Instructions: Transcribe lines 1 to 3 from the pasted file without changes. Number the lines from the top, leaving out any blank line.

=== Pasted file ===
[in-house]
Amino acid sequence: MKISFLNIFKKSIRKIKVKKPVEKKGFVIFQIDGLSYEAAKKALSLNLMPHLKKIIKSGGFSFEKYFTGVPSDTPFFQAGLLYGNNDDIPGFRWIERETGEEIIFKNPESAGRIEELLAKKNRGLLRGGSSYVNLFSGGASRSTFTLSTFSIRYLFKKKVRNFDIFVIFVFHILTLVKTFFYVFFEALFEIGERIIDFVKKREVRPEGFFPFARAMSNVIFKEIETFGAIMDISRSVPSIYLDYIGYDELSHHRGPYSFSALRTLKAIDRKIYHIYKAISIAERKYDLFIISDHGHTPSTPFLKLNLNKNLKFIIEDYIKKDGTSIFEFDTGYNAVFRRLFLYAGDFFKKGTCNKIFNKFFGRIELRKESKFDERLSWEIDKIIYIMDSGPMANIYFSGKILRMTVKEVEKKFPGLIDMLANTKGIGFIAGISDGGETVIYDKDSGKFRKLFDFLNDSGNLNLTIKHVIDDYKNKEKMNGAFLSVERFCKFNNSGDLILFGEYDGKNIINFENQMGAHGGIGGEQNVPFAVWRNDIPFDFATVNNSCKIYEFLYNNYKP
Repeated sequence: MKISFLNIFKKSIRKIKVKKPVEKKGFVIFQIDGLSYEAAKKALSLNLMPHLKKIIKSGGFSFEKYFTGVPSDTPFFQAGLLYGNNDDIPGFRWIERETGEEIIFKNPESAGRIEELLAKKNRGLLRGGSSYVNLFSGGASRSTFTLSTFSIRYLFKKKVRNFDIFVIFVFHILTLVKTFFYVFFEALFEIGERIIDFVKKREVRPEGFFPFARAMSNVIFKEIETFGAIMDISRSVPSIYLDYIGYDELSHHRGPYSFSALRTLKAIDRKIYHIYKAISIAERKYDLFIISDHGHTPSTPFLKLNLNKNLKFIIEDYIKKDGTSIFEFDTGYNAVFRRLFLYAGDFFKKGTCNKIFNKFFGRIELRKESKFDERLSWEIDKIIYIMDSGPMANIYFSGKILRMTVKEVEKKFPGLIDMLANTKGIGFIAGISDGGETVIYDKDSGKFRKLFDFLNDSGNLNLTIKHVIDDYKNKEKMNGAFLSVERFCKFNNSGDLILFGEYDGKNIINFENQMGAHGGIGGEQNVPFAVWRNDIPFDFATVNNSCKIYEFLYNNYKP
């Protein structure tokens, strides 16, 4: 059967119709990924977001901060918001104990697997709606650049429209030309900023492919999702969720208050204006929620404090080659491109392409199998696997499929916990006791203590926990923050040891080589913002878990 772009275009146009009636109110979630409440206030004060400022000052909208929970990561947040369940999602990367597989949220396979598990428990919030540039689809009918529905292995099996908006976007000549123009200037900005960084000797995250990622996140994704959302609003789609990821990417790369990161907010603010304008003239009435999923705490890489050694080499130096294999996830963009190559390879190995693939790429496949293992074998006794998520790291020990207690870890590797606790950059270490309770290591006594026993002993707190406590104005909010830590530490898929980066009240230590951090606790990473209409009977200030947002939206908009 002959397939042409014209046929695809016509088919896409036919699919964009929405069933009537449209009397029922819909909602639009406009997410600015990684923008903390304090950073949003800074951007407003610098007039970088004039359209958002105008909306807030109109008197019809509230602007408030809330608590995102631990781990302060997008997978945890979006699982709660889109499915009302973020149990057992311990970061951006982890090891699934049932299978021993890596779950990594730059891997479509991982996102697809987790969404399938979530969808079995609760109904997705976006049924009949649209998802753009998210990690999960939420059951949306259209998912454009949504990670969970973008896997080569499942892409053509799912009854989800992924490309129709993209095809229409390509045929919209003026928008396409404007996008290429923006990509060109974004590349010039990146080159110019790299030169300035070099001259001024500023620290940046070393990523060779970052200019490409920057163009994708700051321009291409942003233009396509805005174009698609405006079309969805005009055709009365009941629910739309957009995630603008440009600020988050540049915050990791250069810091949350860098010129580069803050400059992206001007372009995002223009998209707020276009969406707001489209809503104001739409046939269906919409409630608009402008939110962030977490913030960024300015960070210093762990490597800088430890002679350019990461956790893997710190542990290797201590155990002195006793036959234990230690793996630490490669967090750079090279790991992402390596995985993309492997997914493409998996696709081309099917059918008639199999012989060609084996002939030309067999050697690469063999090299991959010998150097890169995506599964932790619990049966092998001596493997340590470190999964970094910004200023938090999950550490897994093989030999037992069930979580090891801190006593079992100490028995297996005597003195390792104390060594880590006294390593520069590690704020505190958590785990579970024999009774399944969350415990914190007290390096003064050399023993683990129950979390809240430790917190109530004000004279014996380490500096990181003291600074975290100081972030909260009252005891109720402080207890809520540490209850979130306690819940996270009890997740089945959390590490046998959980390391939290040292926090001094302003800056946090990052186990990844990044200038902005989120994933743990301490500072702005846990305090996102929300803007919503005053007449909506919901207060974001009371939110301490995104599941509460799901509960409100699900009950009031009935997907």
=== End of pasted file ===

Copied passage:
[in-house]
Amino acid sequence: MKISFLNIFKKSIRKIKVKKPVEKKGFVIFQIDGLSYEAAKKALSLNLMPHLKKIIKSGGFSFEKYFTGVPSDTPFFQAGLLYGNNDDIPGFRWIERETGEEIIFKNPESAGRIEELLAKKNRGLLRGGSSYVNLFSGGASRSTFTLSTFSIRYLFKKKVRNFDIFVIFVFHILTLVKTFFYVFFEALFEIGERIIDFVKKREVRPEGFFPFARAMSNVIFKEIETFGAIMDISRSVPSIYLDYIGYDELSHHRGPYSFSALRTLKAIDRKIYHIYKAISIAERKYDLFIISDHGHTPSTPFLKLNLNKNLKFIIEDYIKKDGTSIFEFDTGYNAVFRRLFLYAGDFFKKGTCNKIFNKFFGRIELRKESKFDERLSWEIDKIIYIMDSGPMANIYFSGKILRMTVKEVEKKFPGLIDMLANTKGIGFIAGISDGGETVIYDKDSGKFRKLFDFLNDSGNLNLTIKHVIDDYKNKEKMNGAFLSVERFCKFNNSGDLILFGEYDGKNIINFENQMGAHGGIGGEQNVPFAVWRNDIPFDFATVNNSCKIYEFLYNNYKP
Repeated sequence: MKISFLNIFKKSIRKIKVKKPVEKKGFVIFQIDGLSYEAAKKALSLNLMPHLKKIIKSGGFSFEKYFTGVPSDTPFFQAGLLYGNNDDIPGFRWIERETGEEIIFKNPESAGRIEELLAKKNRGLLRGGSSYVNLFSGGASRSTFTLSTFSIRYLFKKKVRNFDIFVIFVFHILTLVKTFFYVFFEALFEIGERIIDFVKKREVRPEGFFPFARAMSNVIFKEIETFGAIMDISRSVPSIYLDYIGYDELSHHRGPYSFSALRTLKAIDRKIYHIYKAISIAERKYDLFIISDHGHTPSTPFLKLNLNKNLKFIIEDYIKKDGTSIFEFDTGYNAVFRRLFLYAGDFFKKGTCNKIFNKFFGRIELRKESKFDERLSWEIDKIIYIMDSGPMANIYFSGKILRMTVKEVEKKFPGLIDMLANTKGIGFIAGISDGGETVIYDKDSGKFRKLFDFLNDSGNLNLTIKHVIDDYKNKEKMNGAFLSVERFCKFNNSGDLILFGEYDGKNIINFENQMGAHGGIGGEQNVPFAVWRNDIPFDFATVNNSCKIYEFLYNNYKP